• Digital camera.

  • Range of children's digital photographs of the local environment or images sourced from the Internet.

  • Photo-editing software with a range of filters, paint options and a cutting tool to cut and paste images of objects onto the landscape.

  • Aspects of narrative: fictional settings.

  • Fictional settings.

Phase 2

  • Create fantasy settings using photo-editing software.

  • Use images to discuss character responses to settings and reflect on feelings, behaviour and relationships.

  • Analyse language use and connectives to signal time, place or sequence.

  • Explore different types of sentences and the effect of varying sentence length (composing compound sentences and using subordination).

Phase 2 Learning outcomes

  • Year 2 - Children can use the language of time to structure a sequence of events.

  • Year 3 - Children can compose sentences using appropriate language.

  • Year 4 - Children can clarify meaning by using varied sentence structure orally.

Phase 3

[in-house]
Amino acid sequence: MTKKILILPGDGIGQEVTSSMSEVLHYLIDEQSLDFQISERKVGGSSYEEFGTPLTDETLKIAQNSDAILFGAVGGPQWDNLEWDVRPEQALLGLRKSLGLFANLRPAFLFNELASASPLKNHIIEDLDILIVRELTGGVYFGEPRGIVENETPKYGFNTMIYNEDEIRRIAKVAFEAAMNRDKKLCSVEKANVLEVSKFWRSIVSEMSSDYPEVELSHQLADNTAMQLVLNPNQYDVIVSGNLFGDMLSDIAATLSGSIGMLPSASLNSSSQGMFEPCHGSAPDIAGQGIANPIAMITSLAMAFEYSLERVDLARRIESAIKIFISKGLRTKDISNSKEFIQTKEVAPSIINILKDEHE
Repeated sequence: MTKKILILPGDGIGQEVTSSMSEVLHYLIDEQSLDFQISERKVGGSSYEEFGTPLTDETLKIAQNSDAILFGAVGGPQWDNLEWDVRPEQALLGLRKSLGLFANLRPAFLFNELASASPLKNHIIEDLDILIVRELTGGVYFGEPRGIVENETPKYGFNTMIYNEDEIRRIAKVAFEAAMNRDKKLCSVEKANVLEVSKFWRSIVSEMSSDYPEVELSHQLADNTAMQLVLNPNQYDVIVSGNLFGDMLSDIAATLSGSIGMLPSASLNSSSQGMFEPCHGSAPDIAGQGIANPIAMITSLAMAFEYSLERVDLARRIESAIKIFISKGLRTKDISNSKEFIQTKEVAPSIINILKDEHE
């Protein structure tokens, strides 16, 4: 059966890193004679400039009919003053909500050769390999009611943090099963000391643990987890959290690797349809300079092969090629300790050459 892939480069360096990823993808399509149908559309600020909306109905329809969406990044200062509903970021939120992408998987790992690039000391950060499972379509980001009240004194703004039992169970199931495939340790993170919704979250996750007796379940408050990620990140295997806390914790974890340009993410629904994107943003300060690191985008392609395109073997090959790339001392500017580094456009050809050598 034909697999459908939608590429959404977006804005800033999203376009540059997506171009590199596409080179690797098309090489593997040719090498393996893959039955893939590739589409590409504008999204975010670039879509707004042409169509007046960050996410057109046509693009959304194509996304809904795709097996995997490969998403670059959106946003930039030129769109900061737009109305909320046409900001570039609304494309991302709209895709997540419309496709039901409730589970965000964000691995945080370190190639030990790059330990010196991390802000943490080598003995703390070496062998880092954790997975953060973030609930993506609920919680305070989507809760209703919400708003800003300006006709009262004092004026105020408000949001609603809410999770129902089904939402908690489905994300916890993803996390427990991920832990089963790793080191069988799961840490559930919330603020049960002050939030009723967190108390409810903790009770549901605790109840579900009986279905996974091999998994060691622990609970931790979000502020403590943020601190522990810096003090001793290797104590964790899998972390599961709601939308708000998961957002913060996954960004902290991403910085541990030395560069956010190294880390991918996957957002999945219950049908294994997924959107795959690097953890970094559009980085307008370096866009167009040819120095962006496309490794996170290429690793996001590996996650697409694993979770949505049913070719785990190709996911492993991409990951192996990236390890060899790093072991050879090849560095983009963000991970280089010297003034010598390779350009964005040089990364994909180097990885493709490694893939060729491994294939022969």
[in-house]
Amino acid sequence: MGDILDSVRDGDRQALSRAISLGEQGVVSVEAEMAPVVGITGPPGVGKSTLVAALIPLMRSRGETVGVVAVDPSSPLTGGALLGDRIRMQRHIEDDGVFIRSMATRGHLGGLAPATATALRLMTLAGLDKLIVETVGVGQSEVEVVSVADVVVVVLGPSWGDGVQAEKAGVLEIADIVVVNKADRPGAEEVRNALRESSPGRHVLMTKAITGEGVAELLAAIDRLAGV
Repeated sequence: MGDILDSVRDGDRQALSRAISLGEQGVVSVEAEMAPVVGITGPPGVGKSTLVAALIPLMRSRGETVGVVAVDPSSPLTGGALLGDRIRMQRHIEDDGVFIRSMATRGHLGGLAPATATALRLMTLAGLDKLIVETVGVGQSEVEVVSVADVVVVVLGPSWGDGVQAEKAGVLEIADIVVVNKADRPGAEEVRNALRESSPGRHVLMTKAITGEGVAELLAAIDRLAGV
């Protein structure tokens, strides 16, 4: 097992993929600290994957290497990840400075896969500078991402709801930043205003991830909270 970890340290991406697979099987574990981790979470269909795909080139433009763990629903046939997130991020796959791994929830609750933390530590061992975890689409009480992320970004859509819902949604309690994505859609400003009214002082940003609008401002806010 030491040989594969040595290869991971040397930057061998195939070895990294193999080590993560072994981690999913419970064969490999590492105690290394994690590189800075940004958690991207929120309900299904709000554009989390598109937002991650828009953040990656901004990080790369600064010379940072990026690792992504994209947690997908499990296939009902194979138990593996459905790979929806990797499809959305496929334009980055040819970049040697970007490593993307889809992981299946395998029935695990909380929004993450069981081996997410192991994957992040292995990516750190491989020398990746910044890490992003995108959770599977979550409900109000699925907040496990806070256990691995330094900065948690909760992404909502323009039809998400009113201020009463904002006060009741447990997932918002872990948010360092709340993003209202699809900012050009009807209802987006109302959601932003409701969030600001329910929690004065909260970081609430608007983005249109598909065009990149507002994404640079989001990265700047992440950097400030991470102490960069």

• Children plan and write an extended story set in an imaginary world.

    • Story ideas and support for planning are provided by working with groups during the writing process.

    • Success criteria suitable for the different groups are discussed and agreed.

    • Identify a character whose actions are influenced by the setting.

    • Children review their own writing.

    • Finished stories are presented to the class, for example, as a book.

Phase 3 Learning outcomes

  • Year 2 - Children can plan a story that has a logical sequence of events.

  • Year 2 - Children can write an extended narrative with: a logical sequence of events; sentences grouped together; temporal connectives

  • Year 3 - Children can write an extended story with logically sequenced events and a resolution.

  • Year 4 - Children can write a narrative using paragraphs to organise ideas maintaining cohesion within and between paragraphs.